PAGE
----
Presents

“ I’ll get myself a little gift to open each day. A pair of snuggly socks. A crossword book. A new spice for the kitchen rack. A bar of chocolate. A scented soap. A trip to the dollar store can keep the cost down if your budget is tight. There’s nothing like setting aside something you like and anticipating when you will enjoy it. Knowing it’s there and looking forward to it is half the fun. With the end of the pandemic not yet in sight, give yourself eight days when all you have to do is wait until sundown for a little satisfaction.”

“This year will be different no matter how much we try to make it li other years. I’ll miss the party I always attend, the people I always see, and all the social activities I look forward to each year. When I’m feeling anxious about the future, depressed about the present, or nostalgic for the past, I don’t bury those feelings, or worse, let myself believe that I’ve failed somehow. We’re living in uncharted waters; sometimes it’s smooth sailing, sometimes it isn’t. These emotions are real, and I acknowledge them, but I choose not to make them permanent. It’s Chanukah, a time of miracles, a time to celebrate our history of overcoming challenges far worse than we face now. Let the lights of the candles ignite sparks of strength, joy, and resilience in you!

Car-Top Menorah Parades

Rabbi Menachem Posner writes: “A beautiful new iteration of the age-old imperative to spread the Chanukah message to the masses is the car-top menorah parade, where people with menorahs attached to their cars drive around, spreading awareness, good cheer, and hope. Since you can do this from the safety of your closed car, this is the ultimate socially distanced Jewish ritual. Call your local Chabad to join their parade. If there isn’t one, go online, order a menorah, create an online event for people to sign up, and start your own.”

Chag Chanukah Sameach!

Food For the Soul

Ladder to Heaven

In the Parsha Vayetze (Genesis 28:10–32:3) we read of Jacob’s dream and the famous ladder with its feet on the ground and head in the heavens. “And behold the angels of G‑d were ascending and descending on it.”

Let me ask you what they might call in Yiddish, a klotz kashe (simplistic question). Do angels need a ladder? Everyone knows angels have wings, not feet. So, if you have wings, why would you need a ladder? There is a beautiful message here.

In climbing heavenward one does not necessarily need wings. Dispense with the dramatic. Forget about fancy leaps and bounds. There is a ladder, a spiritual route clearly mapped out for us; a route that needs to be traversed step-by-step, one rung at a time. The pathway to Heaven is gradual, methodical and eminently manageable.

Many people are discouraged from even beginning a spiritual journey because they think it needs that huge leap of faith. They cannot see themselves reaching a degree of religious commitment which to them seems otherworldly. And yet, with the gradual step-by-step approach, one finds that the journey can be embarked upon and that the destination aspired to is actually not in outer space.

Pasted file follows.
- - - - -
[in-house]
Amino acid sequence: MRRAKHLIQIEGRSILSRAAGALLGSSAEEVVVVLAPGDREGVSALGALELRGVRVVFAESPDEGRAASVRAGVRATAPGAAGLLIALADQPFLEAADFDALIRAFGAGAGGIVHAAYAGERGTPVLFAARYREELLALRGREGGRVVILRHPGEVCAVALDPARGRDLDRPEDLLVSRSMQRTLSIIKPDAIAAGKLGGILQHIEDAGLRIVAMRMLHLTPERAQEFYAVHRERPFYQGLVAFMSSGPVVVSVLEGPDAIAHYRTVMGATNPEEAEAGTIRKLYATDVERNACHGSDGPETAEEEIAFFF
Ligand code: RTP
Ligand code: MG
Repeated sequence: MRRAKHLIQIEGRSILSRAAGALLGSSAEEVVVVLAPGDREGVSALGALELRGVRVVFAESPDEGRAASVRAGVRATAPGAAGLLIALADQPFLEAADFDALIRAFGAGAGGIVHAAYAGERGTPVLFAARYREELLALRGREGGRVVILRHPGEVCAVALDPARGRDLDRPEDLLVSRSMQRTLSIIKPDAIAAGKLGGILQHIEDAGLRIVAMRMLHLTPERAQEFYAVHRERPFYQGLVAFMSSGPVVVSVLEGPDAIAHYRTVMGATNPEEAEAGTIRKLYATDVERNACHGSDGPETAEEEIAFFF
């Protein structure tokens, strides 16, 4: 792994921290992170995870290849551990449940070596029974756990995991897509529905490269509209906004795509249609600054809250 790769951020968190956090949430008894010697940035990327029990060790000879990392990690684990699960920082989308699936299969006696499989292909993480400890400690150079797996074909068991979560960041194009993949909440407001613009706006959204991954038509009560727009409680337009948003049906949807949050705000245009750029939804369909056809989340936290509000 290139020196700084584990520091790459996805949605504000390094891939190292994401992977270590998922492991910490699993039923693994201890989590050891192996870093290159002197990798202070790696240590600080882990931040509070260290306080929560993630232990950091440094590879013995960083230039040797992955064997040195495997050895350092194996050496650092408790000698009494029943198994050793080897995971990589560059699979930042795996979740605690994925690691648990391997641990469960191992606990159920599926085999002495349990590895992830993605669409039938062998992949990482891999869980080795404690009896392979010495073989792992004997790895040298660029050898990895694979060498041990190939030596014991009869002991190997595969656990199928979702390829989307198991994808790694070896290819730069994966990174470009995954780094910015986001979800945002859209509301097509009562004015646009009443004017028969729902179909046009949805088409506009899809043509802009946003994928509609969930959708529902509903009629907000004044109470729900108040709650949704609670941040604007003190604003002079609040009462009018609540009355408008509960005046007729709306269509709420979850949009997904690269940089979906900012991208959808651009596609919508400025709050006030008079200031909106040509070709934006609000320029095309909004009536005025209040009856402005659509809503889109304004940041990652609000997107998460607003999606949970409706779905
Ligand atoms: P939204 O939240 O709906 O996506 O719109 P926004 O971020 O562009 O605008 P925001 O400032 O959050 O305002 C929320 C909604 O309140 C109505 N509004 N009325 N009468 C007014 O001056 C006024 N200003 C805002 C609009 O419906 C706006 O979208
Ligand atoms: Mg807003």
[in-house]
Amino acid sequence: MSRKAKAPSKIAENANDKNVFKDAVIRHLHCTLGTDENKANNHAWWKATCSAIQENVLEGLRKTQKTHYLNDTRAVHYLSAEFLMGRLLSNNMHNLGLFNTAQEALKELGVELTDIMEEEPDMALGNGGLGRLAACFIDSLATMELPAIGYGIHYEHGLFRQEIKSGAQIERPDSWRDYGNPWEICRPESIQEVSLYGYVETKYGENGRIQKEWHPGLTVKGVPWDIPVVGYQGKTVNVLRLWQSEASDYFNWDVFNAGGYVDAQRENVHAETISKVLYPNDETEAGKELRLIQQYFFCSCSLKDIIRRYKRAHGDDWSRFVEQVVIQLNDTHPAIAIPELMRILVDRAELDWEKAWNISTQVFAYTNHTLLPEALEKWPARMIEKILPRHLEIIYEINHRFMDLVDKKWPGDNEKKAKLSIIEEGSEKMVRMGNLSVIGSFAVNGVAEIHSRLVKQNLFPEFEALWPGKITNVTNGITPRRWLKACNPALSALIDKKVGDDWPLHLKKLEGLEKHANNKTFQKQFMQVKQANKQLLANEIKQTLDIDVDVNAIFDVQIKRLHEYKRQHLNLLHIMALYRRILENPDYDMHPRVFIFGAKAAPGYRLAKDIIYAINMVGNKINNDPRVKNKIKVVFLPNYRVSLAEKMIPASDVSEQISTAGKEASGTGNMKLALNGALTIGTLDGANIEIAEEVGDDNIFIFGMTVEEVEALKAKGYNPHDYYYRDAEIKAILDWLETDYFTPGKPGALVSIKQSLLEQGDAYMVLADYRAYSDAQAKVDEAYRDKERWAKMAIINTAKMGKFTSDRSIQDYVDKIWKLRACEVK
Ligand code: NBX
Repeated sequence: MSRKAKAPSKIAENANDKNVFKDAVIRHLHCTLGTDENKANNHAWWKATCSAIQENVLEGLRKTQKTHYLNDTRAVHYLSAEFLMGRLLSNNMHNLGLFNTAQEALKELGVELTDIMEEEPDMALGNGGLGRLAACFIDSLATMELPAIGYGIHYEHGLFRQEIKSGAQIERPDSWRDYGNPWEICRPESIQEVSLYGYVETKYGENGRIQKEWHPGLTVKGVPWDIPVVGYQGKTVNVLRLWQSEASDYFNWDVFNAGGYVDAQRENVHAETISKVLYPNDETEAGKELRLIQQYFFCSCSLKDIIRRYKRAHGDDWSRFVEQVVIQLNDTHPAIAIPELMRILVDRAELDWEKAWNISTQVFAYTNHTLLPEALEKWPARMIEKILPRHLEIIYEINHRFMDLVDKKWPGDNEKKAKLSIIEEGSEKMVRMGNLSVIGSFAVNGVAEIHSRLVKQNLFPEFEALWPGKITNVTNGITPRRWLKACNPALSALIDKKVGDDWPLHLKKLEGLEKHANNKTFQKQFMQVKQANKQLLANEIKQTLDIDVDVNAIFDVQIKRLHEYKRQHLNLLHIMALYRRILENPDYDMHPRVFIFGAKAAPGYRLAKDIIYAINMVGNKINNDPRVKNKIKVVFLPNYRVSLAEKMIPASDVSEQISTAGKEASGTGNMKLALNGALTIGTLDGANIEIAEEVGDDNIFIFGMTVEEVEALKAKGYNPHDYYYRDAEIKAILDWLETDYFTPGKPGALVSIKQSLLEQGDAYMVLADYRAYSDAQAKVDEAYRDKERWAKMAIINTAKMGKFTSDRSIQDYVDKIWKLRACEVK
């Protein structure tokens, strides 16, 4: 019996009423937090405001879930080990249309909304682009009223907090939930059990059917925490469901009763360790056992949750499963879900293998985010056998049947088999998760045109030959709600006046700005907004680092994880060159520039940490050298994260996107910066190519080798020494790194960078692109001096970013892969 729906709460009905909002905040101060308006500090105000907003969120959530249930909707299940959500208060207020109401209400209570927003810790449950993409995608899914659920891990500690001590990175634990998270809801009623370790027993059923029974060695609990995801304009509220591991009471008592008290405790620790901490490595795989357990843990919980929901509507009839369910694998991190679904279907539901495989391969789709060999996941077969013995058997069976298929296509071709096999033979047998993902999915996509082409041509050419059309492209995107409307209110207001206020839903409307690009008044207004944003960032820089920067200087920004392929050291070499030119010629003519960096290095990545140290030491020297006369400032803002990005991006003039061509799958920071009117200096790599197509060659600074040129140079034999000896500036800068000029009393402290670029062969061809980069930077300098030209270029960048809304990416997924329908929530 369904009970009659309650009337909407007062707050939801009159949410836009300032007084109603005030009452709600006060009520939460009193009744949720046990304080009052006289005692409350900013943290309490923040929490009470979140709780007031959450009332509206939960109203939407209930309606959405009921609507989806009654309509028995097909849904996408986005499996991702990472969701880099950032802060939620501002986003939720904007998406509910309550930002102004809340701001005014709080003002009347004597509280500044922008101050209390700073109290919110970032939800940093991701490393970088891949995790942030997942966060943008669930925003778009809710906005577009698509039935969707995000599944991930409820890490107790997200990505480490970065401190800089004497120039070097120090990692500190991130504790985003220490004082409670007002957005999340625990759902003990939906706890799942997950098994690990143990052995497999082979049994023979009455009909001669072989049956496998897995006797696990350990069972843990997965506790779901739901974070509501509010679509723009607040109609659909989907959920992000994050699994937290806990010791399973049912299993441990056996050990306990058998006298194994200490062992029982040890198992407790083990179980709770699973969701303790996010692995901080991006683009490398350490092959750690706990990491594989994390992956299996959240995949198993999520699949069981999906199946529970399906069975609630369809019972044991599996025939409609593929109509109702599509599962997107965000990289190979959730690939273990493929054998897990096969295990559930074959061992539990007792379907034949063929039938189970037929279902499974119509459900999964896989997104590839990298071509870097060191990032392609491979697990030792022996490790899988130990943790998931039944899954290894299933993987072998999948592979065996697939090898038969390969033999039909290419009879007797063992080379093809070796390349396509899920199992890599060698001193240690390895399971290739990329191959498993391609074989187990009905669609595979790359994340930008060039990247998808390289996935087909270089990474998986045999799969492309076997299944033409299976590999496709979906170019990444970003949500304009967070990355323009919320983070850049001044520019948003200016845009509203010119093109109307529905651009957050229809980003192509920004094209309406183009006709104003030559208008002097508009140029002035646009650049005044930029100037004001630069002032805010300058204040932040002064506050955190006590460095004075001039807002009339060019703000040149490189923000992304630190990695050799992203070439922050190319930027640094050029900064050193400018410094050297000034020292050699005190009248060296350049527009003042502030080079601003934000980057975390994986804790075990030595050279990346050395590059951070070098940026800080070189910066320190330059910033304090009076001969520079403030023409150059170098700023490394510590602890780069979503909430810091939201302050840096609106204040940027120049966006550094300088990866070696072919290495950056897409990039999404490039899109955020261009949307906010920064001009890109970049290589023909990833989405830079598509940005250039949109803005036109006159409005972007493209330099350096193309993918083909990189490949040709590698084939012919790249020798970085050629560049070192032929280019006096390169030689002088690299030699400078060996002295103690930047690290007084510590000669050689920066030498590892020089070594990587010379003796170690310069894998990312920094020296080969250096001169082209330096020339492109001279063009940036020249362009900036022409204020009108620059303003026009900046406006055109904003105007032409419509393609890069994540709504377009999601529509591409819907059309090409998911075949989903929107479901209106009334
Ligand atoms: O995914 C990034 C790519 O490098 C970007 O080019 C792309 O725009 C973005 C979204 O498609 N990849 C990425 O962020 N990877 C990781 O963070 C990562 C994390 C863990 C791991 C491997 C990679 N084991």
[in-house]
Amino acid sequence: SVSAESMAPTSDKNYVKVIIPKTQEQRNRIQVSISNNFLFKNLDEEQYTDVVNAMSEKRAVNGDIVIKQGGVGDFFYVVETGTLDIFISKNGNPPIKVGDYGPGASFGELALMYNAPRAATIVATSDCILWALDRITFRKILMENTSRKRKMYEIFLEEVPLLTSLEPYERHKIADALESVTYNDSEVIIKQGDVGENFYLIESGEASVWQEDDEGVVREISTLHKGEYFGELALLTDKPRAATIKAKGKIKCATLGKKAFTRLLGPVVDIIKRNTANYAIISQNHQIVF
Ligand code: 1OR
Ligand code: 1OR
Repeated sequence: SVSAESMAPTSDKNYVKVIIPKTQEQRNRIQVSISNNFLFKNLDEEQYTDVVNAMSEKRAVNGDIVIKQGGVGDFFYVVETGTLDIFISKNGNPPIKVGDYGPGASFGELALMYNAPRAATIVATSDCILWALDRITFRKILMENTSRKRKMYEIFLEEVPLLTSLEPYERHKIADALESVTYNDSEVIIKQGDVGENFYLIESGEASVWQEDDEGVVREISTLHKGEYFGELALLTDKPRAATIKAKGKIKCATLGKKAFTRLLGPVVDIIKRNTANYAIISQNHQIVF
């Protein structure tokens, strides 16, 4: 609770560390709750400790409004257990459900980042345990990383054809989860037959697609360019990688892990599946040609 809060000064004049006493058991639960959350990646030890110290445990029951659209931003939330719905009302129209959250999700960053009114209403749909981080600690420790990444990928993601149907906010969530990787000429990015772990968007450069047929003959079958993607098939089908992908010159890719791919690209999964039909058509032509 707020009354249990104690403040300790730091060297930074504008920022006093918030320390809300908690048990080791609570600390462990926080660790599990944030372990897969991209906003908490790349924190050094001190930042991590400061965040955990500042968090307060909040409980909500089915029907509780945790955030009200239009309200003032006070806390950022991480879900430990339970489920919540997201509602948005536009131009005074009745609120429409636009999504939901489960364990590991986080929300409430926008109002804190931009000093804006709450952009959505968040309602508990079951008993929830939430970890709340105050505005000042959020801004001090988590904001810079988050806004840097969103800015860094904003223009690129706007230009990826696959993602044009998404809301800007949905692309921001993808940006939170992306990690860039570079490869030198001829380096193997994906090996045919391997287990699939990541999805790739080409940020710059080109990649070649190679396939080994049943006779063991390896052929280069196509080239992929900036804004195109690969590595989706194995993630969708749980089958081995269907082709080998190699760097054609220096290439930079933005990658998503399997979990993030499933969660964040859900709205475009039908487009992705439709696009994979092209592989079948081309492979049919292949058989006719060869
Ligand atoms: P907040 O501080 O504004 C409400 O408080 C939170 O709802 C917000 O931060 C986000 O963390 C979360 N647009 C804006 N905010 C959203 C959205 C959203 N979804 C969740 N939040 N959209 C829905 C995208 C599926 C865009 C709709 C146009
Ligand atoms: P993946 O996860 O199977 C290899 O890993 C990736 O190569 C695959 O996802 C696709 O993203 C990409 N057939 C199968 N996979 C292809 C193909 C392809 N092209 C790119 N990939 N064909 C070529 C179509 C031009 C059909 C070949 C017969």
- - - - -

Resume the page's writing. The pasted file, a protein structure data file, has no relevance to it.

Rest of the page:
When my father was in yeshiva, his teacher once asked the following question: “If two people are on a ladder, one at the top and one on the bottom, who is higher?” The class thought it was a pretty dumb question — until the wise teacher explained that they were not really capable of judging who was higher or lower until they first ascertained in which direction each was headed. If the fellow on top was going down, but the guy on the bottom was going up, then conceptually, the one on the bottom was actually higher.

And so my friends, it doesn’t really matter what your starting point is or where you are at on the ladder of religious life. As long as you are moving in the right direction, as long as you are going up, you will, please G‑d, succeed in climbing the heavenly heights. Wishing you a safe and successful journey.

From an article by Rabbi Yossy Goldman


Shabbat Shalom

Doing something special for Shabbat

By instruction as well as by personal example, the sages of the Talmud taught to honor and pleasure Shabbat. “It was said of the sage Shammai that all his days he ate for the honor of the Shabbat. How so? For when he found a prime specimen, he would say, ‘This is for Shabbat.’ Then, if he found a better one, he would set aside that one for Shabbat, and eat the first one . . .” (Talmud, Beitzah 16b)

Rava would personally prepare the fish for Shabbat. Rav Chisda chopped vegetables. Rabbah and Rav Yosef chopped wood. Rav Nachman bar Yitzchak would be seen running about on Friday, carrying bundles on his shoulders. Many of these were wealthy men who had numerous servants to do their work; yet they insisted on personally toiling in honor of the Shabbat. (Talmud, Shabbat 119a; Shulchan Aruch, Laws of Shabbat)

Chabad.org


Mind Over Matter

Can we change our lives?